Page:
Our Shoreline National Park - within 3 miles of the shore.

Create a National Park of all of our shoreline extending out to 3 miles. This is the most vulnerable environment of all in our country. As with other national Parks, the status will not deny or stifle the livelihoods of those who work here, but it will enhance the opportunities for sympathetic work and leisure activities, while providing a statutory framework for controlling and eliminating harm to this environment from polluting activities of all descriptions such as agricultural run-off, industrial waste, fly-tipping, littering, etc.

Why the contribution is important

This idea avoids the piecemeal approach to marine conservation that has seen valuable but small scale interventions on behalf of our coastal environment. All of our coastline deserves care and protection. This would be a lasting legacy of our Year of Coasts and Waters, which might otherwise wither as a one-off event, when in fact its significance is a continuing one.

by scubie on May 14, 2022 at 08:47PM

Current Rating

Average rating: 4.2
Based on: 14 votes

Comments

  • Posted by CV May 18, 2022 at 10:06

    A shoreline national park around Scotland is a good idea - but as with land-based national parks it is vital that nature and climate change are the top priorities. Lamlash Bay, Arran and Lyme Bay Conservation Area are both good examples of how well this can work.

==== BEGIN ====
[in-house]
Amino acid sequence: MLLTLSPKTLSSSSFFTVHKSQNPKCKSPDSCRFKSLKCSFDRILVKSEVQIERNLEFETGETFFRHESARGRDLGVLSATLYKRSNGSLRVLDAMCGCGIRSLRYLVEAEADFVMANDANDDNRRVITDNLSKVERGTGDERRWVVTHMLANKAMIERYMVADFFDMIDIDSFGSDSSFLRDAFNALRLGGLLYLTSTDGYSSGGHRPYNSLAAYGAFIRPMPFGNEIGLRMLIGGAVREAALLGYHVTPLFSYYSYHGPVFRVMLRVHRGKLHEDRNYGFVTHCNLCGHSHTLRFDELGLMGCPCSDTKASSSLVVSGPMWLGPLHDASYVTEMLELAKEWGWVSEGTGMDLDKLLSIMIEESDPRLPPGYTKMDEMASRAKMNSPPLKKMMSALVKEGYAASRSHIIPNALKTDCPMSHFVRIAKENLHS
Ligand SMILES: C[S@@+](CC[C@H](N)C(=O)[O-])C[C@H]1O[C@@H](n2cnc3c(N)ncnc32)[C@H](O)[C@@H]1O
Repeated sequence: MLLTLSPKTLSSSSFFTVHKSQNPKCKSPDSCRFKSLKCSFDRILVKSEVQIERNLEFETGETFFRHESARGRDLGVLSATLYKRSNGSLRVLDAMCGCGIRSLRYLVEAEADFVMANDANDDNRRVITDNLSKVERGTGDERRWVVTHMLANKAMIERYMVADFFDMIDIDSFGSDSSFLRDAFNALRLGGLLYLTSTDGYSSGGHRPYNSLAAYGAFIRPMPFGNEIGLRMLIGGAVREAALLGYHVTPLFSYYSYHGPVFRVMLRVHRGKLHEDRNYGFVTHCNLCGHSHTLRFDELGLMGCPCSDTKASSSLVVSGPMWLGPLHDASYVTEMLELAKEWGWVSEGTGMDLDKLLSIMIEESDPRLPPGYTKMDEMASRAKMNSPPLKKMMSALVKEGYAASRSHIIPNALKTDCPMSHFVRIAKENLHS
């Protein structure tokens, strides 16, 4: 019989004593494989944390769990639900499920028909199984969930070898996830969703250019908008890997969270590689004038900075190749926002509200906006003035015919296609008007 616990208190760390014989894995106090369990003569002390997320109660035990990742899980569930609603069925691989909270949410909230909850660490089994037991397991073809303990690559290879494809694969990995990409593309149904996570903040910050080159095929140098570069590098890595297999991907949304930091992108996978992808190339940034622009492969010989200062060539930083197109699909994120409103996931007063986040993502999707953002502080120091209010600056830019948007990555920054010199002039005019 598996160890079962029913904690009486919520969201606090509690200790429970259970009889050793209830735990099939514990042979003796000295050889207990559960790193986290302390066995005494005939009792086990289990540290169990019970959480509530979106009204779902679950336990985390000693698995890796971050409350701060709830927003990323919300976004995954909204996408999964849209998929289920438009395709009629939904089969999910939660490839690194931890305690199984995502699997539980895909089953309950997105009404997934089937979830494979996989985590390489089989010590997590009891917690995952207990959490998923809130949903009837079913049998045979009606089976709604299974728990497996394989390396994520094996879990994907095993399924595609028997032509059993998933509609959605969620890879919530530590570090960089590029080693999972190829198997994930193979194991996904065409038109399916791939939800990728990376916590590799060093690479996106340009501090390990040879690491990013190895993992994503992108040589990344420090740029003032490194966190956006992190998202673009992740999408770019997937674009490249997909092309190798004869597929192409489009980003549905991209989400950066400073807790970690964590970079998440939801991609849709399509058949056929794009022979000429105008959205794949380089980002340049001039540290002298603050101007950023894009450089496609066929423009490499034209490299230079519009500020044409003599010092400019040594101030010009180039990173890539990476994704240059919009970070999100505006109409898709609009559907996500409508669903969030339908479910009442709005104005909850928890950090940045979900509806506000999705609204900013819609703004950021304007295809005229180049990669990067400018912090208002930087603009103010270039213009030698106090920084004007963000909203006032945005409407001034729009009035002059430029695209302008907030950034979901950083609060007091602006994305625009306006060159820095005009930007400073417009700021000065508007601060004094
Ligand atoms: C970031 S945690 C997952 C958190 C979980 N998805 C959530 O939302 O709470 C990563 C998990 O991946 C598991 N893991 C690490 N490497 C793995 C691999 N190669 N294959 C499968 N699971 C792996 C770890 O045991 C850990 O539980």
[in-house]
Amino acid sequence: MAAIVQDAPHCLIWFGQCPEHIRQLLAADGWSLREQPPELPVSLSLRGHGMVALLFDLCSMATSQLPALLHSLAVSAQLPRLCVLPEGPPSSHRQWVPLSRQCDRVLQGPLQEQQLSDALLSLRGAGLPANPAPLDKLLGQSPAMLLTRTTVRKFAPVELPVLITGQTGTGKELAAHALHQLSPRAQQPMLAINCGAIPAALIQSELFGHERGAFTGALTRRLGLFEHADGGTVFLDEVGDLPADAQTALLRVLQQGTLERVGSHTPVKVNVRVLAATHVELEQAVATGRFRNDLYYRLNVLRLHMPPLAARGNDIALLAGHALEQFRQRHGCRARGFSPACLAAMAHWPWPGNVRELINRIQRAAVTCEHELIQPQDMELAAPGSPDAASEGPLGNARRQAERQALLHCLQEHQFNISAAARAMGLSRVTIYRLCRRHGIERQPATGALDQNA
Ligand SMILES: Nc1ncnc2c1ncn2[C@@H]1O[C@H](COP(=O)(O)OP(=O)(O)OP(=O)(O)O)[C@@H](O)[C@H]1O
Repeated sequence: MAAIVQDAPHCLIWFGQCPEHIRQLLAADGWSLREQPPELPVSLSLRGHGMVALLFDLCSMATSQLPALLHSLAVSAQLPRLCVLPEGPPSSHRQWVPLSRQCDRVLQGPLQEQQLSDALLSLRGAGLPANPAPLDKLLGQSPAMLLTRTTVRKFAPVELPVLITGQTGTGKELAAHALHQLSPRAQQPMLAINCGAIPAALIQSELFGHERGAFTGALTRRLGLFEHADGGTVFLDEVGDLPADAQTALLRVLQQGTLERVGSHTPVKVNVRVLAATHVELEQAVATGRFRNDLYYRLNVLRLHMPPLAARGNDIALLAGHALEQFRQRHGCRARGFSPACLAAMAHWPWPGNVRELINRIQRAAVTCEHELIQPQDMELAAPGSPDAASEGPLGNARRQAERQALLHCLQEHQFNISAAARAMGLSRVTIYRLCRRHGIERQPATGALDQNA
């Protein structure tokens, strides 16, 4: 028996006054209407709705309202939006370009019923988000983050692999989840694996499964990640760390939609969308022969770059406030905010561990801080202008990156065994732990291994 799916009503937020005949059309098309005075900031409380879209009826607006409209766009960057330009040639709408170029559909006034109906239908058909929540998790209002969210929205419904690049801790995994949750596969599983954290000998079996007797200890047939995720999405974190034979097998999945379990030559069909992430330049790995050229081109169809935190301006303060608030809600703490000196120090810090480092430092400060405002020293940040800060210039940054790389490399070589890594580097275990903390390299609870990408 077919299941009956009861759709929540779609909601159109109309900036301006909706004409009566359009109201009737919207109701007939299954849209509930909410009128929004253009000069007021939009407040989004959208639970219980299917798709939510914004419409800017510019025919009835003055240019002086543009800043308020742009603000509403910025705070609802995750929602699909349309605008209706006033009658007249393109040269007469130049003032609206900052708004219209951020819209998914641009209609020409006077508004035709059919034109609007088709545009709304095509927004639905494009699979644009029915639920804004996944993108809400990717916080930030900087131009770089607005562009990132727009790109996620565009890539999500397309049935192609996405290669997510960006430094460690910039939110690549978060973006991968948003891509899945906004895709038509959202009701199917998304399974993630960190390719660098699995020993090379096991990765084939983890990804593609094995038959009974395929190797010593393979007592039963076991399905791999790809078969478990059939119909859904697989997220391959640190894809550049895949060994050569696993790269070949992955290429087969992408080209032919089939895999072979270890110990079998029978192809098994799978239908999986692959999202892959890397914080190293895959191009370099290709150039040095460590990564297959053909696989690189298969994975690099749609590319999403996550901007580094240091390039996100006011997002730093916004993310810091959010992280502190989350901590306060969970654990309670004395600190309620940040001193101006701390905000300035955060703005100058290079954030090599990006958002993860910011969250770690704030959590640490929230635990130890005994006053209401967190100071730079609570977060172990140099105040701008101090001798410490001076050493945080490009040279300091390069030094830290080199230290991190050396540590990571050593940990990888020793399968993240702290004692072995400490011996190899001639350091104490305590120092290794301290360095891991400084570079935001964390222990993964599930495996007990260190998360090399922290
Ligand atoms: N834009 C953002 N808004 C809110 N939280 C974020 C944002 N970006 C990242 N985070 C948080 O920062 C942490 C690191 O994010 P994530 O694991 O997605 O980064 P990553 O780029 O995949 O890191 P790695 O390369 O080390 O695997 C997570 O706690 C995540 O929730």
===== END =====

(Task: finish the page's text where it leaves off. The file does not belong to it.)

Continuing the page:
• Posted by marzak May 24, 2022 at 13:32

    There is a tension between fishing as a source of employment and this suggestion that would require very careful management; also with tidal power/off shore wind schemes a possibility in some of the coastal areas that are also candidates for national park status. The policies would need to be very clear.
  • Posted by MarionRobertson May 24, 2022 at 14:32

    Regarding tension between ‘competing’ users of our increasingly ‘monetised’ coastal waters, in particular the nascent marine energy and inshore fishing industries, a wealth of direct experience of this has been gained & is ongoing in the Orkney islands where the European Marine Energy Centre has its base. The experience of fishers, island folk and the marine energy sector to date indicates that actively fostering an ethos of respect and transparency between all users, authorities and the environment (land, sea & seabed) is fundamental to and could be successful in achieving a sustainable future.
  • Posted by LeonardVaughn June 02, 2022 at 19:47

    +1 to CV’s comment above.
  • Posted by AndrewPym June 05, 2022 at 21:49

    It is encouraging that there is potential to include the sea within a new National Park. The coast is seen as a boundary but there is a very close relationship between the land and the water. Whilst a marine National Park will need to address many different issues, the coastal margins of the sea could usefully be part of a National Park. Galloway is well placed for such an initiative. It would be great for Galloway to be designated to the tide line and then for the Government to explore the extent to which the sea should be included. The Solway Firth, Wigtown Bay, Luce Bay, the waters around the Mull and the Rhinns, and the North Channel up to Ailsa Craig all border Galloway; and they add to the character and special qualities of the whole area.
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